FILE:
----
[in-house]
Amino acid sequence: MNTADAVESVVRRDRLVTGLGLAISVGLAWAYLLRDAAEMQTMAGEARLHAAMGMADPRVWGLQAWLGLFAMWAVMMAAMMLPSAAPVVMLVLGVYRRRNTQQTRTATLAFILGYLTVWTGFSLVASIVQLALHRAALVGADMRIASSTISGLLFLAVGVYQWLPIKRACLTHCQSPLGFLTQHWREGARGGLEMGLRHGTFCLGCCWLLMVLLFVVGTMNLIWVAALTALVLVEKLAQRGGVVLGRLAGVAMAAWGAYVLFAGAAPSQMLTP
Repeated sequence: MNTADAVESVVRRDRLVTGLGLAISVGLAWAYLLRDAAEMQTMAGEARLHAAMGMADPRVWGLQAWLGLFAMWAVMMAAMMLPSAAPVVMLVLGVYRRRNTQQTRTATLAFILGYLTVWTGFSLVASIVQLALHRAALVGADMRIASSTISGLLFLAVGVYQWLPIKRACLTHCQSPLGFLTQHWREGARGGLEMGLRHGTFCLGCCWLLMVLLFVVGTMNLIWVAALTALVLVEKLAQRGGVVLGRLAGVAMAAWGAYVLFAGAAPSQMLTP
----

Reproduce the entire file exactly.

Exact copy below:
[in-house]
Amino acid sequence: MNTADAVESVVRRDRLVTGLGLAISVGLAWAYLLRDAAEMQTMAGEARLHAAMGMADPRVWGLQAWLGLFAMWAVMMAAMMLPSAAPVVMLVLGVYRRRNTQQTRTATLAFILGYLTVWTGFSLVASIVQLALHRAALVGADMRIASSTISGLLFLAVGVYQWLPIKRACLTHCQSPLGFLTQHWREGARGGLEMGLRHGTFCLGCCWLLMVLLFVVGTMNLIWVAALTALVLVEKLAQRGGVVLGRLAGVAMAAWGAYVLFAGAAPSQMLTP
Repeated sequence: MNTADAVESVVRRDRLVTGLGLAISVGLAWAYLLRDAAEMQTMAGEARLHAAMGMADPRVWGLQAWLGLFAMWAVMMAAMMLPSAAPVVMLVLGVYRRRNTQQTRTATLAFILGYLTVWTGFSLVASIVQLALHRAALVGADMRIASSTISGLLFLAVGVYQWLPIKRACLTHCQSPLGFLTQHWREGARGGLEMGLRHGTFCLGCCWLLMVLLFVVGTMNLIWVAALTALVLVEKLAQRGGVVLGRLAGVAMAAWGAYVLFAGAAPSQMLTP